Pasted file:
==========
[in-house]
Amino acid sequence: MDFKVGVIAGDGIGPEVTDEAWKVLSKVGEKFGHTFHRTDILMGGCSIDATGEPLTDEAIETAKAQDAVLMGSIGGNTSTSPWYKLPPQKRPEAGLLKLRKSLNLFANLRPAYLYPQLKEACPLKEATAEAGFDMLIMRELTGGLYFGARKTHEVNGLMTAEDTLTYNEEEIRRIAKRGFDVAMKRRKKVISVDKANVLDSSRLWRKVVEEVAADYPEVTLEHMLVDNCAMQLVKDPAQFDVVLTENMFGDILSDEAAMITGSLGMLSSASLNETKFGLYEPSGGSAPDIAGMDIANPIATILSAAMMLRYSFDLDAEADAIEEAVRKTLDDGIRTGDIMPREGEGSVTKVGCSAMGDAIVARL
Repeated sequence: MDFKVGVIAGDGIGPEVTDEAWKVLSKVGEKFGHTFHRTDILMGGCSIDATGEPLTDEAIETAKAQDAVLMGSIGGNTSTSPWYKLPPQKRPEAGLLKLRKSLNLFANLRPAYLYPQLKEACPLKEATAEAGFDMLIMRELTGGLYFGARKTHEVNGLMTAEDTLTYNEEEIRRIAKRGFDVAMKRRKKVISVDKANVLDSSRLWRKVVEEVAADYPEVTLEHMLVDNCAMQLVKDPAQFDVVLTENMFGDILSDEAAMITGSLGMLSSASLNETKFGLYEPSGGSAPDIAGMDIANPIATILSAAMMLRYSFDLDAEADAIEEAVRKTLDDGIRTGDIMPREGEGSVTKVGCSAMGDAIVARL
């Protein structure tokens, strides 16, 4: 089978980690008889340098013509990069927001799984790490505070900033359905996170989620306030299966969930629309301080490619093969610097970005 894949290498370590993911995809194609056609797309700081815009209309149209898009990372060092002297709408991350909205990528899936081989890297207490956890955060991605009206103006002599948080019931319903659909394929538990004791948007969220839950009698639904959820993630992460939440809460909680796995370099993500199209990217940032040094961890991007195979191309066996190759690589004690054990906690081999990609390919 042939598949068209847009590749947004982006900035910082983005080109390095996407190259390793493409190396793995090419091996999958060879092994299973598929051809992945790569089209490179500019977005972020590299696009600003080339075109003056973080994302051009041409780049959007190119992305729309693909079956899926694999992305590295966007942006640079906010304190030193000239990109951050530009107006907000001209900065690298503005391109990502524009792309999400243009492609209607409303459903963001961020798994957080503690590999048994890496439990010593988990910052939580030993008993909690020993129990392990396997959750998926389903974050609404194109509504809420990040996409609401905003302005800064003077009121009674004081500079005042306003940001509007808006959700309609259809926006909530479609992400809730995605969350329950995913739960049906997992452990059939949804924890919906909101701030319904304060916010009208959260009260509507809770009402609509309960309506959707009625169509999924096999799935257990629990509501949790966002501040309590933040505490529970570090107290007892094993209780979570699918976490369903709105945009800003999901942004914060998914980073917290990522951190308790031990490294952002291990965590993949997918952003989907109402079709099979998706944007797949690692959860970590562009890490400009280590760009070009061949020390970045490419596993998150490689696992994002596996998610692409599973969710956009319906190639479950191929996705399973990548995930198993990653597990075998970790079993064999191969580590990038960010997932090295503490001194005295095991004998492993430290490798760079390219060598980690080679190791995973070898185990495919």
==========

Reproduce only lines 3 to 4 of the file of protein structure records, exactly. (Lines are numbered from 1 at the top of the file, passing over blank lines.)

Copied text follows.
Repeated sequence: MDFKVGVIAGDGIGPEVTDEAWKVLSKVGEKFGHTFHRTDILMGGCSIDATGEPLTDEAIETAKAQDAVLMGSIGGNTSTSPWYKLPPQKRPEAGLLKLRKSLNLFANLRPAYLYPQLKEACPLKEATAEAGFDMLIMRELTGGLYFGARKTHEVNGLMTAEDTLTYNEEEIRRIAKRGFDVAMKRRKKVISVDKANVLDSSRLWRKVVEEVAADYPEVTLEHMLVDNCAMQLVKDPAQFDVVLTENMFGDILSDEAAMITGSLGMLSSASLNETKFGLYEPSGGSAPDIAGMDIANPIATILSAAMMLRYSFDLDAEADAIEEAVRKTLDDGIRTGDIMPREGEGSVTKVGCSAMGDAIVARL
């Protein structure tokens, strides 16, 4: 089978980690008889340098013509990069927001799984790490505070900033359905996170989620306030299966969930629309301080490619093969610097970005 894949290498370590993911995809194609056609797309700081815009209309149209898009990372060092002297709408991350909205990528899936081989890297207490956890955060991605009206103006002599948080019931319903659909394929538990004791948007969220839950009698639904959820993630992460939440809460909680796995370099993500199209990217940032040094961890991007195979191309066996190759690589004690054990906690081999990609390919 042939598949068209847009590749947004982006900035910082983005080109390095996407190259390793493409190396793995090419091996999958060879092994299973598929051809992945790569089209490179500019977005972020590299696009600003080339075109003056973080994302051009041409780049959007190119992305729309693909079956899926694999992305590295966007942006640079906010304190030193000239990109951050530009107006907000001209900065690298503005391109990502524009792309999400243009492609209607409303459903963001961020798994957080503690590999048994890496439990010593988990910052939580030993008993909690020993129990392990396997959750998926389903974050609404194109509504809420990040996409609401905003302005800064003077009121009674004081500079005042306003940001509007808006959700309609259809926006909530479609992400809730995605969350329950995913739960049906997992452990059939949804924890919906909101701030319904304060916010009208959260009260509507809770009402609509309960309506959707009625169509999924096999799935257990629990509501949790966002501040309590933040505490529970570090107290007892094993209780979570699918976490369903709105945009800003999901942004914060998914980073917290990522951190308790031990490294952002291990965590993949997918952003989907109402079709099979998706944007797949690692959860970590562009890490400009280590760009070009061949020390970045490419596993998150490689696992994002596996998610692409599973969710956009319906190639479950191929996705399973990548995930198993990653597990075998970790079993064999191969580590990038960010997932090295503490001194005295095991004998492993430290490798760079390219060598980690080679190791995973070898185990495919």